There’s one thing which immediately strikes you about Up. It is abundantly clear from its opening frames that no focus group was involved at any point during its inception or execution. There was no committee stage. No list of Executive Producers all wanting their little bit of input. No interference from The Money. If there had been … imagine how the pitch session would have gone: “So, it’s a kids’ cartoon, okay, and it tells the story of a bereaved, grumpy pensioner and this little, fat Japanese kid he can’t stand. Because he wants to die, the pensioner floats his home away on a load of balloons and they meet up with a big bird and a talking dog. Oh, and the bad-guy looks like Kirk Douglas and has an airship.” Yes, that’ll go down massive with the fat Japanese pensioner demographic. That’s a big dollar! Where do I sign!?

No, it’s fair to say that Up was made the way films used to be made … the way films should be made. Experienced creative individuals got together and said “Wouldn’t it be great if …” Of course, these film makers are no fools, they knew they’d need to keep The Money happy, so they hypnotised It with the magic words “In 3D”. That was it, the deal was done.

The end product breaks rules magnificently. The first fifteen minutes is a short film all in itself, beginning before the Second World War and telling the story of young Carl Fredricksen and his best friend Ellie, who eventually becomes his wife. In probably the sweetest, most moving sequence in any animation, ever, we see snapshot moments of their lives together, all played out without a word of dialogue, culminating in Ellie’s death and all the colour and joy going out of Carl’s life. This prologue sets in place all the building blocks out of which the rest of the story will be built, but does so whilst also telling a perfect, complete and compelling story in its own right. This opening sequence is a miracle of modern film-making and a stark example of why Pixar stands so far above everyone else when it comes to creating animation that viewers will want to return to for generations.

The rest of the film is almost a let-down after this tour-de-force opening, but the vision of writer/directors Pete Doctor and Bob Peterson (plus their co-writer, Thomas McCarthy) is so clear and economical that they don’t drop their creative guard for a moment.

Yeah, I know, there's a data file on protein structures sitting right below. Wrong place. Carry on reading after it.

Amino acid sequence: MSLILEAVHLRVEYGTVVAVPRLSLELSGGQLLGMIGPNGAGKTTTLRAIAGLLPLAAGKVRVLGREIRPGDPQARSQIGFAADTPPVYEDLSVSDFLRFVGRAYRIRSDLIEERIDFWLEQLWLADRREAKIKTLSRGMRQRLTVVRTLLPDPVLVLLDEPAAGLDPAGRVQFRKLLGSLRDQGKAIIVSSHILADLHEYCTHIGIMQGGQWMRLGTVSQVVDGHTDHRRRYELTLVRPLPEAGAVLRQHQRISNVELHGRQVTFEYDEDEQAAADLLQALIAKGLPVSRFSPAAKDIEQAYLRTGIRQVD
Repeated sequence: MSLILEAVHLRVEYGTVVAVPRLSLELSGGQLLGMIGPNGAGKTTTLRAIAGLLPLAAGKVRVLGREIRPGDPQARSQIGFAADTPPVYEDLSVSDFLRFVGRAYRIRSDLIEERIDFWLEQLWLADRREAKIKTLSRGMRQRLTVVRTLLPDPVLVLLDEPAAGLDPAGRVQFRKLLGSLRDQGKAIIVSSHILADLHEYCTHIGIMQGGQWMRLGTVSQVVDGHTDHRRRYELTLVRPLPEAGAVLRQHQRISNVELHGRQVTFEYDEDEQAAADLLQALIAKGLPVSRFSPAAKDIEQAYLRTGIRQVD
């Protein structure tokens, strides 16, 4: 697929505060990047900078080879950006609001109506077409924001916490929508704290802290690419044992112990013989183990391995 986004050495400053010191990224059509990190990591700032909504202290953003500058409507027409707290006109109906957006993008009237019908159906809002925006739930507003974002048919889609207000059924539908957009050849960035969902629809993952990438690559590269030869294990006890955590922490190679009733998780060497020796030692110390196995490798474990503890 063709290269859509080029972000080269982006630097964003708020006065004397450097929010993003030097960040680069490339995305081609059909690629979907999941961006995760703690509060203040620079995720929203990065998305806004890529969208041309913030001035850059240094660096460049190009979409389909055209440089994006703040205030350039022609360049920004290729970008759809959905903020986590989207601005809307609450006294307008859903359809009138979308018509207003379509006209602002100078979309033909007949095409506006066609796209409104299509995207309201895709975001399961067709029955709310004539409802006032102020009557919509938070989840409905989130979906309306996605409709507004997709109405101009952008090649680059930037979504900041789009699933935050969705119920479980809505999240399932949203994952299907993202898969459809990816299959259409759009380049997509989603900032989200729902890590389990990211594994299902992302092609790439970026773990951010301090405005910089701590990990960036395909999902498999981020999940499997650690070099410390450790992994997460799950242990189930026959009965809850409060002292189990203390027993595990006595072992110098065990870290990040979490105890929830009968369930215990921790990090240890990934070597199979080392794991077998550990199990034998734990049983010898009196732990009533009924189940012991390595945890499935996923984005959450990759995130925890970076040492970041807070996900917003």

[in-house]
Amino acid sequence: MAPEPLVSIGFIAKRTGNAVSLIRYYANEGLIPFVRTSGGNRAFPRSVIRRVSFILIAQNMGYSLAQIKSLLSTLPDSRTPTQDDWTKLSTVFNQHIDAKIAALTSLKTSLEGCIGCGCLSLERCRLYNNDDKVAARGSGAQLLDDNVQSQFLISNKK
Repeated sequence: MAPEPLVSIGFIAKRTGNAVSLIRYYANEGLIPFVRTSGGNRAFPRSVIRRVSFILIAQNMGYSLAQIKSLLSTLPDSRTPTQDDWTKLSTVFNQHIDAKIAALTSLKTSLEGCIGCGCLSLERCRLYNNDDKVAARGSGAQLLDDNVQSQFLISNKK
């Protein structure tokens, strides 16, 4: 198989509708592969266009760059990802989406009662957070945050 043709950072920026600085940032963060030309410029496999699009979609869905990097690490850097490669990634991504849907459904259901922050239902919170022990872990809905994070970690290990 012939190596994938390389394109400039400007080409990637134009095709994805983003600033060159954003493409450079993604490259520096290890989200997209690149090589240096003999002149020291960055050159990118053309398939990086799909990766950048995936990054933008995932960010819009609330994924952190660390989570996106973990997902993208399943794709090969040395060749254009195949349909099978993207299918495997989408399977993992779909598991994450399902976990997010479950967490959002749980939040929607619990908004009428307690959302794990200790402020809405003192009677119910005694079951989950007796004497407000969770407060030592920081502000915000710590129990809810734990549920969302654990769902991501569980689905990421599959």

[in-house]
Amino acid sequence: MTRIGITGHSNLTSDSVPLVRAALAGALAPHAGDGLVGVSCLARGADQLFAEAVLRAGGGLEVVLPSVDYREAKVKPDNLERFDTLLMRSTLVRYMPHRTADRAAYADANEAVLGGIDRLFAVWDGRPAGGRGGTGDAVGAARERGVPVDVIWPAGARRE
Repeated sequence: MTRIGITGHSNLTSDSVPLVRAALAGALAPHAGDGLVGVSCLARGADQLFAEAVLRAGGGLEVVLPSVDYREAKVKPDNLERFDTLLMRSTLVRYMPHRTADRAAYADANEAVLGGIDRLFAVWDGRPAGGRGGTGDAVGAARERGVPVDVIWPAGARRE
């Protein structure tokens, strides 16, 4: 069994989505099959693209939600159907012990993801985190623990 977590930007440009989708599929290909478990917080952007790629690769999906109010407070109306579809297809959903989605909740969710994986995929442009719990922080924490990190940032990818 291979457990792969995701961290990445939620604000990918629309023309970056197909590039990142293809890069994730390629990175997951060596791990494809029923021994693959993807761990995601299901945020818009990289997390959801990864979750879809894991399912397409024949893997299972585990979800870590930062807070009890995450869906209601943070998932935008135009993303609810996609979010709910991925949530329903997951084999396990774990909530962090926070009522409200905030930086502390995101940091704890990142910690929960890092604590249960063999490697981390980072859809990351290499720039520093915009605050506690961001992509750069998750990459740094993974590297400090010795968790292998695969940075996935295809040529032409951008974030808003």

The thing that originally brought Carl and Ellie together was their imaginative love of explorer and adventurer Charles Muntz … who set off in his airship in the 1930s to ‘Paradise Falls’ in South America, and never returned. Carl (now voiced by the venerable Ed Asner), in a move intended to be the final act of his life, decides to honour the promise he made to Ellie seventy-odd years before, to go to Paradise Falls. The way he chooses to do this is a moment of pure Roald Dahlian invention … attaching thousands of balloons to his house to float it to South America. This took me straight back to my days as a six year-old, shining the classroom floor with the seat of my short pants as our teacher read James and the Giant Peach to us. Main-lining such raw, uncut imagination is a heady experience. You never forget you first hit of pure fantasy.

Of course, Carl is not alone on his voyage, he has a stowaway in the form of little Russell (voiced by seven-year-old Jordan Nagai) and it is with his inclusion that one realises just how clever Doctor and Peterson are being. There is a real affection, a real connection between the very young and the very old and Up exploits this mercilessly. The affection between the two grows, inevitably, and gives proceedings a humanity and a warmth that they would lack otherwise.

Even the gimmicky 3D process has been used sympathetically, so it is possible to watch the film in 2D, as I have, and not even notice the attempts to create artificial vertigo in the mind of the poor, benighted viewer.

Weaving together influences from Jules Verne’s Nemo to Conan-Doyle’s Lost World with touches of Norman Rockwell’s Americana, the film is actually deceptively simple in its look and feel. Up has less on-screen detail than The Incredibles, less social satire than Wall E, less gags than Toy Story. However, like Doctor’s previous effort, Monster’s Inc, what this film has in bucket-loads … is heart.
Dir: Pete Doctor & Bob Peterson
Stars: Ed Asner, Jordan Nagai, Christopher Plummer
Dur: 87 mins
Cert: U

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